No, but they cling on to an entirely false narrative that as a result of Brexit we were able or weren't pressured into joining the EU procurement. It's a lie, we were part of the EU when we decided to not join, and was consistent with the procurement we had always chosen to do. They are just scrambling for any angle to justify what they did, like any spivvy shill does

Compare this to NicolaSturgeon, rightly giving the vaccine credit to the NHS and backing this up with a £500 bonus and a meaningful rise is salary to thank them for all their efforts during the pandemic, compared to the useless blond mop in Downing street, more concerned with picking expensive wallpaper, corruptly handing out taxpayer money for contracts to his cronys and giving the nurses a below inflation rise and a clap.

Anyone notice how quiet the taxpayers alliance have gone with the £240billion spent on a shit sandwich brexit while BJ runs up more debt than any peacetime leader
Good post JBG
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Old 03-05-2021, 07:06 PM
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Originally Posted by Johnybegood View Post
Indeed AJ, but it seems like the Tory/Brexit shills on here are somehow claiming the vaccine procurement validates their vote. But what they should consider as a consequence of their vote is that the UK has the worst health and economic outcome in Europe. Their leader went on national TV to tell us to take it on the chin and let it go through the herd and then allegedly said he would let dead bodies pile up, do they take credit for this too?

No, but they cling on to an entirely false narrative that as a result of Brexit we were able or weren't pressured into joining the EU procurement. It's a lie, we were part of the EU when we decided to not join, and was consistent with the procurement we had always chosen to do. They are just scrambling for any angle to justify what they did, like any spivvy shill does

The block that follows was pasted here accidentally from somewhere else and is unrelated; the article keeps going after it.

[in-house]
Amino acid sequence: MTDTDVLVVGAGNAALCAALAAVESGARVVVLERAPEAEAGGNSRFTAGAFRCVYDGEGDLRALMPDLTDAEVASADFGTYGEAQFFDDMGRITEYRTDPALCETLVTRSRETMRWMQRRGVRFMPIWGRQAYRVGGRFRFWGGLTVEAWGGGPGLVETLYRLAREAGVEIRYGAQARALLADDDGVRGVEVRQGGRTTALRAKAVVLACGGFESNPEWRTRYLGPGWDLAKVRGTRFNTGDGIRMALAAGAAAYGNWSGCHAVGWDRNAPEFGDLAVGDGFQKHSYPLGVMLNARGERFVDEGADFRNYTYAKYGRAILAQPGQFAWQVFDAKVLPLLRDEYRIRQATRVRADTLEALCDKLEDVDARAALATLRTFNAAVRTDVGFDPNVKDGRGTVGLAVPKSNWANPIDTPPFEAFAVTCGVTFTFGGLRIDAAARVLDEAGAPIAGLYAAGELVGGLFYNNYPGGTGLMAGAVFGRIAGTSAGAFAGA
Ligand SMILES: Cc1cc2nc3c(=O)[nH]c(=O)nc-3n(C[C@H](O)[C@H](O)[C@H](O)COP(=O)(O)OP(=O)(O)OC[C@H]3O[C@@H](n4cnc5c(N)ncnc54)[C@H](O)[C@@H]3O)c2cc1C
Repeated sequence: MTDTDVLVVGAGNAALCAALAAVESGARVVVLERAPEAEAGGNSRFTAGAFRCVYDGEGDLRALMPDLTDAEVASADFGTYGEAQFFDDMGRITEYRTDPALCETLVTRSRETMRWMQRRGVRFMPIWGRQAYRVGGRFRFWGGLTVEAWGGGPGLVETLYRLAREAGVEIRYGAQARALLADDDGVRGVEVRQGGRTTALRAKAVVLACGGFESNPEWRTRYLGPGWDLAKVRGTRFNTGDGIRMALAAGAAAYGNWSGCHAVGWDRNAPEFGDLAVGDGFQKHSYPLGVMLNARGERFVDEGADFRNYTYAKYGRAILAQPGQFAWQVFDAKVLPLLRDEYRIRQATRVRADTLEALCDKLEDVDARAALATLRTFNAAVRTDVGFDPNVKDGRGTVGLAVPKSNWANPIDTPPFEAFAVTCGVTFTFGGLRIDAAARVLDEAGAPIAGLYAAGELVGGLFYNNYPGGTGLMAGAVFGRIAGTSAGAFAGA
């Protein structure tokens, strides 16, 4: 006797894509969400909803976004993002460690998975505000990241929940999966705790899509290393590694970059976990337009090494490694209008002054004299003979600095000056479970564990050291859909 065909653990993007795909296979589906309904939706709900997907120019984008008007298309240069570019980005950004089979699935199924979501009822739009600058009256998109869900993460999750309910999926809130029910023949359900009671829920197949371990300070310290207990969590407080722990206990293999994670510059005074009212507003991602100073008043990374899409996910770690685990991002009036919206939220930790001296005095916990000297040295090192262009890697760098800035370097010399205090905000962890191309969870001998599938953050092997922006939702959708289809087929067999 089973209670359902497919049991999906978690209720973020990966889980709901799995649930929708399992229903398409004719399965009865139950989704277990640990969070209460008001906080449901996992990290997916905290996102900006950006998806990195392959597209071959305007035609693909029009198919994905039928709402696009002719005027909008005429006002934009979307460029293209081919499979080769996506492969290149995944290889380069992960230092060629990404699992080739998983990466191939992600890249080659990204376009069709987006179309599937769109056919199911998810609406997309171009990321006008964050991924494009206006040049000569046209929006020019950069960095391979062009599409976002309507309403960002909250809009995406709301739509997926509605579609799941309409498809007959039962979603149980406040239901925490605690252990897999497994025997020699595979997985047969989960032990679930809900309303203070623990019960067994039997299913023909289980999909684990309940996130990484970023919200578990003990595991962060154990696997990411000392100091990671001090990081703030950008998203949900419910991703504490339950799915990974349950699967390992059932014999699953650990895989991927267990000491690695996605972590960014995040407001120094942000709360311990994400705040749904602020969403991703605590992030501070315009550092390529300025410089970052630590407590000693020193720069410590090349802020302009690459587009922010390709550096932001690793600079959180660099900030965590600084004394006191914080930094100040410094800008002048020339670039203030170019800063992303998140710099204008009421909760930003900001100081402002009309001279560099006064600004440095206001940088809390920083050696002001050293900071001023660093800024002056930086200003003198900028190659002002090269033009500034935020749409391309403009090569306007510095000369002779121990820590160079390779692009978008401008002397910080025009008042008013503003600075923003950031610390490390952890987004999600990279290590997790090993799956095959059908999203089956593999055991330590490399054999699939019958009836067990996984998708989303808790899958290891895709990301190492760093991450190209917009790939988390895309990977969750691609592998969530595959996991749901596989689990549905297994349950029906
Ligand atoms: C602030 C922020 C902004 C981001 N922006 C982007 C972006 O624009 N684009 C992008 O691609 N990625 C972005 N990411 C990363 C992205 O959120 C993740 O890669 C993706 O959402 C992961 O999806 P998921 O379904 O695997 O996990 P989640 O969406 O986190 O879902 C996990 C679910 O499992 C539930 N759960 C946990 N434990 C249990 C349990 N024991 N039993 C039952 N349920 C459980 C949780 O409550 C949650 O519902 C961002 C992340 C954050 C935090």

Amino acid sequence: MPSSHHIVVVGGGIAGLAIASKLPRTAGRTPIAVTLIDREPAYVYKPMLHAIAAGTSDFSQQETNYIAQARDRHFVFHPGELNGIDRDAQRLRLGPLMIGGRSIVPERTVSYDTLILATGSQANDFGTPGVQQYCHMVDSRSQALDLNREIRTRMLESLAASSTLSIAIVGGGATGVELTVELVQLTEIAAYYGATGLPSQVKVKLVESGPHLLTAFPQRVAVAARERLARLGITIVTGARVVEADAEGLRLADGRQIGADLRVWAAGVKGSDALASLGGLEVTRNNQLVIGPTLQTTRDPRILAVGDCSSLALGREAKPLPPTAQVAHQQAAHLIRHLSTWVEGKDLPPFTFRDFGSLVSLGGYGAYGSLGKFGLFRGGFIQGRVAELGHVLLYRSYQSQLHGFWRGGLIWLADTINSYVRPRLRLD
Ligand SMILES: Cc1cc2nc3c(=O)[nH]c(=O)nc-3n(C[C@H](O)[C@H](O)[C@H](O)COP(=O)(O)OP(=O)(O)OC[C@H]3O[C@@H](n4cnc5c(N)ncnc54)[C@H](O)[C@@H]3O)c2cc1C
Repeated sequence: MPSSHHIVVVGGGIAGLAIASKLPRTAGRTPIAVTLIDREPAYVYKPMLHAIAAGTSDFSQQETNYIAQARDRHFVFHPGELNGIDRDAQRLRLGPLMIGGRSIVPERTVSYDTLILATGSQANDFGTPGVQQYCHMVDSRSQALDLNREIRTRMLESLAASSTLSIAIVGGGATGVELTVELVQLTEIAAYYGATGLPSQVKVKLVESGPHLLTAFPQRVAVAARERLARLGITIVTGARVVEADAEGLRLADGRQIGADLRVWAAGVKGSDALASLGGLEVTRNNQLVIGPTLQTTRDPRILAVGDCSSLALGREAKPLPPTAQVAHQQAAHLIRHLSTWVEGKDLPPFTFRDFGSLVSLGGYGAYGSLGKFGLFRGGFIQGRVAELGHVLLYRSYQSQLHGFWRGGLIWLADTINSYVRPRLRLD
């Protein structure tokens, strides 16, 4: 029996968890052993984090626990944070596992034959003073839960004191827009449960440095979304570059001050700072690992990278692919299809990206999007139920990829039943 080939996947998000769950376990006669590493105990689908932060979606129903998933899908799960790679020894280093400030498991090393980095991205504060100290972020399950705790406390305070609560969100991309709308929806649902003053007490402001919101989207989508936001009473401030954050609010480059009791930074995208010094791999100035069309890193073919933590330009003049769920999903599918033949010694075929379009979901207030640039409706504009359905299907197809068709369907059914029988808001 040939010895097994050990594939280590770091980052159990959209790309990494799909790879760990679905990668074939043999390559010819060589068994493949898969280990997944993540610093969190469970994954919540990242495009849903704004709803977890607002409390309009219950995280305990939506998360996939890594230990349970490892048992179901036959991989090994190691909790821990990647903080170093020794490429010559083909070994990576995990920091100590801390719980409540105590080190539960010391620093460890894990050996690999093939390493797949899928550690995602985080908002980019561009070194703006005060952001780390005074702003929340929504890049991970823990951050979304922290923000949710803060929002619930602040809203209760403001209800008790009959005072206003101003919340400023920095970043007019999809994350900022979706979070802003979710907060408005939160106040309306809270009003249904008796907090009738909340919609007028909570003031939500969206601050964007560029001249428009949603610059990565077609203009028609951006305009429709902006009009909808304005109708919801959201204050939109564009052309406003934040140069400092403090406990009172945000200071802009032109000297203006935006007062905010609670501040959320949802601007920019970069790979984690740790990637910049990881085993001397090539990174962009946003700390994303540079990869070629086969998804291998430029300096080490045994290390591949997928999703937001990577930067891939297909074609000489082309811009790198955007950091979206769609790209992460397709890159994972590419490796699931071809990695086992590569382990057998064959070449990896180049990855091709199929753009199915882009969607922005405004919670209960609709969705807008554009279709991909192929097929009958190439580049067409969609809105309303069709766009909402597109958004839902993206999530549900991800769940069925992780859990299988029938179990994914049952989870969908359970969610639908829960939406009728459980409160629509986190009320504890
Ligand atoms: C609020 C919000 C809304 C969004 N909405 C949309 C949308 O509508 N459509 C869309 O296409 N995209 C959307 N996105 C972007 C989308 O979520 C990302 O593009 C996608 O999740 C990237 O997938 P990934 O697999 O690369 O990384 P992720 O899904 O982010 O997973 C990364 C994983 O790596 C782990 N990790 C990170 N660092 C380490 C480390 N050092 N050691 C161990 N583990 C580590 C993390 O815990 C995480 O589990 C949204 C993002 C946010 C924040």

Compare this to NicolaSturgeon, rightly giving the vaccine credit to the NHS and backing this up with a £500 bonus and a meaningful rise is salary to thank them for all their efforts during the pandemic, compared to the useless blond mop in Downing street, more concerned with picking expensive wallpaper, corruptly handing out taxpayer money for contracts to his cronys and giving the nurses a below inflation rise and a clap.

Anyone notice how quiet the taxpayers alliance have gone with the £240billion spent on a shit sandwich brexit while BJ runs up more debt than any peacetime leader
Agreed. Excellent post.
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Old 03-05-2021, 07:10 PM
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Originally Posted by Johnybegood View Post
Indeed AJ, but it seems like the Tory/Brexit shills on here are somehow claiming the vaccine procurement validates their vote. But what they should consider as a consequence of their vote is that the UK has the worst health and economic outcome in Europe. Their leader went on national TV to tell us to take it on the chin and let it go through the herd and then allegedly said he would let dead bodies pile up, do they take credit for this too?

No, but they cling on to an entirely false narrative that as a result of Brexit we were able or weren't pressured into joining the EU procurement. It's a lie, we were part of the EU when we decided to not join, and was consistent with the procurement we had always chosen to do. They are just scrambling for any angle to justify what they did, like any spivvy shill does
I'm not a Tory/Brexit shill. Brexit is still the weirdest act of national self harm since the war.

But I really don't believe we would have been in this excellent position regarding vaccines if we were still members. We'll never know for sure of course.
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Old 03-05-2021, 07:12 PM
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Call an ambulance.

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Old 03-05-2021, 07:13 PM
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No he doesn't. He just needs to re-attach the one he's just had handed to him


Best done in an ambulance at the very least.
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Old 03-05-2021, 07:15 PM
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Originally Posted by Baffled Bob 2 View Post
I'm not a Tory/Brexit shill. Brexit is still the weirdest act of national self harm since the war.

But I really don't believe we would have been in this excellent position regarding vaccines if we were still members. We'll never know for sure of course.
The real question is, despite the uncertainty, are you still prepared to give Johnson and his acolytes the benefit of the doubt?